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One of the biggest risks any family faces is the unexpected death of a financial provider. If you’re the breadwinner in your family, you may feel like death is an unlikely risk. That could be especially true if you’re relatively young and healthy. Death may not be a likely scenario, but it is possible. If you do pass away, your death could leave your loved ones with debt, a lack of income and other financial challenges.
You can use life insurance to minimize this risk. Unfortunately, many people don’t have life insurance because they feel it’s too expensive. A recent study by InsuranceQuotes found that nearly 40 percent of Americans don’t have life insurance.¹
The truth is that a wide range of policies are available to fit every type of budget. Term life insurance, in particular, is usually affordable for most people. If you’re on a tight budget or want to minimize your premiums, term insurance could be the right strategy for you.
What is term insurance?
Term insurance provides protection for a limited period of time, such as 10 or 20 years. The period is set when you purchase the policy. Generally, the longer the period, the higher the premium. Term is often an affordable alternative because its premiums are usually lower than those for permanent insurance.
Term also doesn’t accumulate cash value inside the policy. This is a big difference between term insurance and permanent insurance. In a term policy, all of your premiums go toward the cost of insurance. That helps keep your costs down, but it also means your funds don’t accumulate inside the policy as they would with permanent insurance.
What happens at the end of the term?
The goal is that you never have to use your term policy. In an ideal world, you would still be alive when the term reaches its end. At that time, you may have a few options available. The simplest is to let the policy lapse and stop paying premiums. You wouldn’t get back any of your previous premiums, but you also wouldn’t have to pay any in the future.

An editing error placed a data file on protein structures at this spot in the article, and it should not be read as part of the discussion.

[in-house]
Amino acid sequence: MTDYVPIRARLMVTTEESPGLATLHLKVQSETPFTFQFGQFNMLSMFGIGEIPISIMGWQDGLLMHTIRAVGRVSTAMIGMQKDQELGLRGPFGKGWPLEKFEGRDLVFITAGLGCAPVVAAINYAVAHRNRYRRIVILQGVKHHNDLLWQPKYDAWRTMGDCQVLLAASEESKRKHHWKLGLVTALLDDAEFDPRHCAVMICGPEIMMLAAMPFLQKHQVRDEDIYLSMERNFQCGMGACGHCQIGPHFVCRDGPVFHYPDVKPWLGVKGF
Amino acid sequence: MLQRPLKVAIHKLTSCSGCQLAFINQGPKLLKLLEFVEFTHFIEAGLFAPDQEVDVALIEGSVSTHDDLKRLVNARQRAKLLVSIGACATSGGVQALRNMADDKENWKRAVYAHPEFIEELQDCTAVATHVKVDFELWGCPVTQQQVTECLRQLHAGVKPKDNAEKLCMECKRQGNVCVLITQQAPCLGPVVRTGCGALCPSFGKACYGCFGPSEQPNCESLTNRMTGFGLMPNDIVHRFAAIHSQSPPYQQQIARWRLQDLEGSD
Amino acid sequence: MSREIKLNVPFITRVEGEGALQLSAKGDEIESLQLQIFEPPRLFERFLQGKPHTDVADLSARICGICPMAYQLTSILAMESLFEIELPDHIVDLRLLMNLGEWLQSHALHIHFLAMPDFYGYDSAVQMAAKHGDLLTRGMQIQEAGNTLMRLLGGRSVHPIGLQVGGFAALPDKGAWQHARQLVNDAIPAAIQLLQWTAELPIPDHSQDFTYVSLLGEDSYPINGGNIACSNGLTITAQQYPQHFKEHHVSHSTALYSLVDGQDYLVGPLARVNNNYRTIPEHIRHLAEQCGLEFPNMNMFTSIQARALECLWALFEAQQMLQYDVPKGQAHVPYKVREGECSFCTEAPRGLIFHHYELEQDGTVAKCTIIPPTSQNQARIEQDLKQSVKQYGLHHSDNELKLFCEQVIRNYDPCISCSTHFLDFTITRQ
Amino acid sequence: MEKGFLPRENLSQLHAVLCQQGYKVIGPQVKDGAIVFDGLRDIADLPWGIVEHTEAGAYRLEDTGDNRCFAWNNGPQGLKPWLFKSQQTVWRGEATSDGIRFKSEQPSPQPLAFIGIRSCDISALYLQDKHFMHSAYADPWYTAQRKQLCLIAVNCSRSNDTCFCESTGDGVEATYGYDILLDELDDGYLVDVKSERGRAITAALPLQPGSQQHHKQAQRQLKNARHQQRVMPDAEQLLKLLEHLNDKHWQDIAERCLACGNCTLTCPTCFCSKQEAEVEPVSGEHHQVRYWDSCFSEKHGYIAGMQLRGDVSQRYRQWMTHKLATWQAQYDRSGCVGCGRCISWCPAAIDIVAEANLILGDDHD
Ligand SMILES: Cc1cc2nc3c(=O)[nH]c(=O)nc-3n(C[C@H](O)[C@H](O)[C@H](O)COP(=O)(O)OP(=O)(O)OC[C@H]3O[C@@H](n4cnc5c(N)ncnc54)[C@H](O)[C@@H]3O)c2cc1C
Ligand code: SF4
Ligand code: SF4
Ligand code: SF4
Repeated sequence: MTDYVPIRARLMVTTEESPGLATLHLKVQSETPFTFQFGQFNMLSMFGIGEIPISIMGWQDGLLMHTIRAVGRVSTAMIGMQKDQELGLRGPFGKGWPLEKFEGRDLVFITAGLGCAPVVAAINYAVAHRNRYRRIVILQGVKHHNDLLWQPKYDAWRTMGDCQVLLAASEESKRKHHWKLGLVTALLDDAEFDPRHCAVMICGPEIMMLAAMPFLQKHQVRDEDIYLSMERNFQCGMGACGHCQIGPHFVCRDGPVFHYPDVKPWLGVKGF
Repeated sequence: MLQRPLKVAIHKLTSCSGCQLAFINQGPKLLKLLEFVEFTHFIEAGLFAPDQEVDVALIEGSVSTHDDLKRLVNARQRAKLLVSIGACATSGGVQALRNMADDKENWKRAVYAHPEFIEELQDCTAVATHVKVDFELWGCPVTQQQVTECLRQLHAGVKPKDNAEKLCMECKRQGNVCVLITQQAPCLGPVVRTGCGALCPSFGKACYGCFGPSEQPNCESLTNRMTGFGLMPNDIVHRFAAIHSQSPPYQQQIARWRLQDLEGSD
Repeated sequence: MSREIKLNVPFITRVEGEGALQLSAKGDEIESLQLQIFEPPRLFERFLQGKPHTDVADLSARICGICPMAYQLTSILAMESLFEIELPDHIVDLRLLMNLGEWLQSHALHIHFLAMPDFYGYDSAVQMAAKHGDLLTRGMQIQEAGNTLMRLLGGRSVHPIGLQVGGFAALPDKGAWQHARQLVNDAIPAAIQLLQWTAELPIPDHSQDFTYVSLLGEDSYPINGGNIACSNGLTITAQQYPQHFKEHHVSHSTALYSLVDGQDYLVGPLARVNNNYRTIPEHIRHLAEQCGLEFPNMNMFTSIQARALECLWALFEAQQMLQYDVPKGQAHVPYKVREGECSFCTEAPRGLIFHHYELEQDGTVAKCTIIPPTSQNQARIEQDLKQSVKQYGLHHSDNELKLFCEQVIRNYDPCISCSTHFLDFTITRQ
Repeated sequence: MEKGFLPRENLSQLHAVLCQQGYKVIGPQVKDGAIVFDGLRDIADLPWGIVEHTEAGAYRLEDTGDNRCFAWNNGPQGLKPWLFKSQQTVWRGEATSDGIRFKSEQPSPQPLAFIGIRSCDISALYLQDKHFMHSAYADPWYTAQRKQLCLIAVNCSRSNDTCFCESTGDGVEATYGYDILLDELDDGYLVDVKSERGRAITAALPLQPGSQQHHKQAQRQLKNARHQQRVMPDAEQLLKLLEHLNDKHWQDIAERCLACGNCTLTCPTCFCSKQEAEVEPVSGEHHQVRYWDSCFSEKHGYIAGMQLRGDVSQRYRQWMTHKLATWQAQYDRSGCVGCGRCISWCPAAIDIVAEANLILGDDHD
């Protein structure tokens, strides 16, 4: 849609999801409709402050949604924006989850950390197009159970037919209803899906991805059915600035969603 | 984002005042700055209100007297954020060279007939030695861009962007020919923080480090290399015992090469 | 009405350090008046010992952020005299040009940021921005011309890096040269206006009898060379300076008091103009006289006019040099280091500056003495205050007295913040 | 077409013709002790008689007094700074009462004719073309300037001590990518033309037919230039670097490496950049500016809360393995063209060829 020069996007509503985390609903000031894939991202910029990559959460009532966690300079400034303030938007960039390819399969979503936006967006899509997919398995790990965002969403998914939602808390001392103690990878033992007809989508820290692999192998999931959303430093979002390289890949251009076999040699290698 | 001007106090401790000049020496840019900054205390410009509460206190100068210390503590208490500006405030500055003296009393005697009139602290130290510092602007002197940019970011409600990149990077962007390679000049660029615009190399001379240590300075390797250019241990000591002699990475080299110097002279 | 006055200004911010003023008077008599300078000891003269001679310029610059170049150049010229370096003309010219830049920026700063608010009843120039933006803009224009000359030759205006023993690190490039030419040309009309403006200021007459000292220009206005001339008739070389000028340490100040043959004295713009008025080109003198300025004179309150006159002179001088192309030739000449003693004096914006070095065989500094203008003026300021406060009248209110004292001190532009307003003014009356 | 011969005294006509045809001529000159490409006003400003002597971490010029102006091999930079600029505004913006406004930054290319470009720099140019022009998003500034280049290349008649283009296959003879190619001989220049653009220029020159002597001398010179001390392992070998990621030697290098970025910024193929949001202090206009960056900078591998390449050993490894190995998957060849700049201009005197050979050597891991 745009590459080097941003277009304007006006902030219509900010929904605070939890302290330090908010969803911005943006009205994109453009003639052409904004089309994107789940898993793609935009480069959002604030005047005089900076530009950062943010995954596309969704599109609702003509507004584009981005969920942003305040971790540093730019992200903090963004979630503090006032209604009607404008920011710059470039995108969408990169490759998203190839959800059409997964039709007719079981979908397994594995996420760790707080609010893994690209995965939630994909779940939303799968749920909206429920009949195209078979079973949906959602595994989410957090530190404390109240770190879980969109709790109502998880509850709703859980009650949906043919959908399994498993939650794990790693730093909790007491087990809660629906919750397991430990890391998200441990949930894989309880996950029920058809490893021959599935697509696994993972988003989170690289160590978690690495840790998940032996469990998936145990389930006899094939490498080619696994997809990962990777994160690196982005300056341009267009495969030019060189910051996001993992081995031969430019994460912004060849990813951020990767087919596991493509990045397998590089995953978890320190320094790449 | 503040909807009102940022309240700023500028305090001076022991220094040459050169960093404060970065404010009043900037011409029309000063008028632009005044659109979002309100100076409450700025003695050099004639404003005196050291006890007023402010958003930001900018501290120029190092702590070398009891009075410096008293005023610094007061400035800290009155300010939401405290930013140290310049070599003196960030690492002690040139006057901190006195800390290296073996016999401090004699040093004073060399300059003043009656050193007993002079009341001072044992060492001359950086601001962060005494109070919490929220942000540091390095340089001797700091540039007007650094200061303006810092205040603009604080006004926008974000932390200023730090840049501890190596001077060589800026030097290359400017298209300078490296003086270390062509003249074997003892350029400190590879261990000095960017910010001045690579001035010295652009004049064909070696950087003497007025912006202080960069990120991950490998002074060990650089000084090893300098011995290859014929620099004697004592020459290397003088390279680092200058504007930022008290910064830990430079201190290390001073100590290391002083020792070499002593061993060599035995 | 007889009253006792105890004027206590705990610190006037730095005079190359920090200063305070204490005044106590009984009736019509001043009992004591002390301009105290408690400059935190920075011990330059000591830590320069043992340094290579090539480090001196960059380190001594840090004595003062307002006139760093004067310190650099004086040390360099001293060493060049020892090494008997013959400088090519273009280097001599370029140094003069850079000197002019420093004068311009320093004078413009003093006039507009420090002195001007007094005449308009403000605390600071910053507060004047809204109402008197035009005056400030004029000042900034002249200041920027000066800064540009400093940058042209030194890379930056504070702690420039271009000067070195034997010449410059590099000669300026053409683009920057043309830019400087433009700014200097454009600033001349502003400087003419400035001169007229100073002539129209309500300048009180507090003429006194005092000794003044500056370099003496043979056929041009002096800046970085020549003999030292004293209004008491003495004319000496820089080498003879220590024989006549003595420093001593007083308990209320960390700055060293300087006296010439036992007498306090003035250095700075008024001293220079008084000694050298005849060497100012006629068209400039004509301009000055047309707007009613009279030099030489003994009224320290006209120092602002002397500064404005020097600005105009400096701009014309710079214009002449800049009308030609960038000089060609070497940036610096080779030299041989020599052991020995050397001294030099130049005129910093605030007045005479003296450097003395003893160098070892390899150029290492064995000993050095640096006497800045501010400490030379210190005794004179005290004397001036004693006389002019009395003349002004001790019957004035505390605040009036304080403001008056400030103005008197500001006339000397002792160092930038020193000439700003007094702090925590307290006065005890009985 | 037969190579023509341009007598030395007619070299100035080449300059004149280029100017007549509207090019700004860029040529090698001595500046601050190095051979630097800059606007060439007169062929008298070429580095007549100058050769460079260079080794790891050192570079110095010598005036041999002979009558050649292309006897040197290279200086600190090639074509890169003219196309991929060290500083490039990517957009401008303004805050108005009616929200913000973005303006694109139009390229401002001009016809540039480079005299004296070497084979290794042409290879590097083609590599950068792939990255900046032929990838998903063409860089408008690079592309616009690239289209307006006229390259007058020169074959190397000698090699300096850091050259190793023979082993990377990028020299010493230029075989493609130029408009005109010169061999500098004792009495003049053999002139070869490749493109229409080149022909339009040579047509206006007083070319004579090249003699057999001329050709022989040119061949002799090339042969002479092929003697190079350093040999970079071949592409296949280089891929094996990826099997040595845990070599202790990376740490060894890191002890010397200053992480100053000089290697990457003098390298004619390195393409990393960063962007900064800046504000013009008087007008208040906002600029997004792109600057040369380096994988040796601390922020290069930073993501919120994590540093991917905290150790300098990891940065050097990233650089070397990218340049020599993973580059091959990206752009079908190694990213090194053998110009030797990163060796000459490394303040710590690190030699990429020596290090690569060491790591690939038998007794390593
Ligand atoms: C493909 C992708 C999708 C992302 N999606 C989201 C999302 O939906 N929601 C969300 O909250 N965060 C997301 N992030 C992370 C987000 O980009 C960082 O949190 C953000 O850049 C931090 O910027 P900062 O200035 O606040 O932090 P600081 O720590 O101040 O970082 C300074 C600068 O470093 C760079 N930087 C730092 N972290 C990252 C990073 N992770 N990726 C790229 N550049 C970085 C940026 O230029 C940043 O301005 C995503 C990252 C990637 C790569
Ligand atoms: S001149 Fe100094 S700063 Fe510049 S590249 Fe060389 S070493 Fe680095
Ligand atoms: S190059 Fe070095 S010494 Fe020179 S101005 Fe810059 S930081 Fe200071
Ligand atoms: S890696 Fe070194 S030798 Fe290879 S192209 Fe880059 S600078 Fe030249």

You also may be able to renew your policy for a new term. However, your premium will likely be recalculated to reflect your older age. Another possible option is to convert the term policy into a permanent policy. Again, though, you’ll likely have a higher premium based on the fact that the policy is permanent and that you’re older.
Is term insurance right for you?
Term insurance is appropriate when you have a temporary need for protection. The classic example is when you have minor children in the home. Another is when you have a sizable mortgage. You can buy a term policy to stay in force while your children are dependent on you or while you have a mortgage balance.
Term could also be appropriate if you have no coverage and a limited amount you can spend on life insurance. Even if term isn’t exactly right for your needs, it’s better than having no coverage at all. If you can only afford a limited amount of premiums, term could help you get the right amount of protection.
Ready to develop your insurance strategy? Let’s talk about it. Contact us today at Judy Financial Group. We can help you analyze your needs and create a plan. Let’s connect soon and start the conversation.
Licensed Insurance Professional. This information is designed to provide a general overview with regard to the subject matter covered and is not state specific. The authors, publisher and host are not providing legal, accounting or specific advice for your situation. By providing your information, you give consent to be contacted about the possible sale of an insurance or annuity product. This information has been provided by a Licensed Insurance Professional and does not necessarily represent the views of the presenting insurance professional. The statements and opinions expressed are those of the author and are subject to change at any time. All information is believed to be from reliable sources; however, presenting insurance professional makes no representation as to its completeness or accuracy. This material has been prepared for informational and educational purposes only. It is not intended to provide, and should not be relied upon for, accounting, legal, tax or investment advice. This information has been provided by a Licensed Insurance Professional and is not sponsored or endorsed by the Social Security Administration or any government agency.
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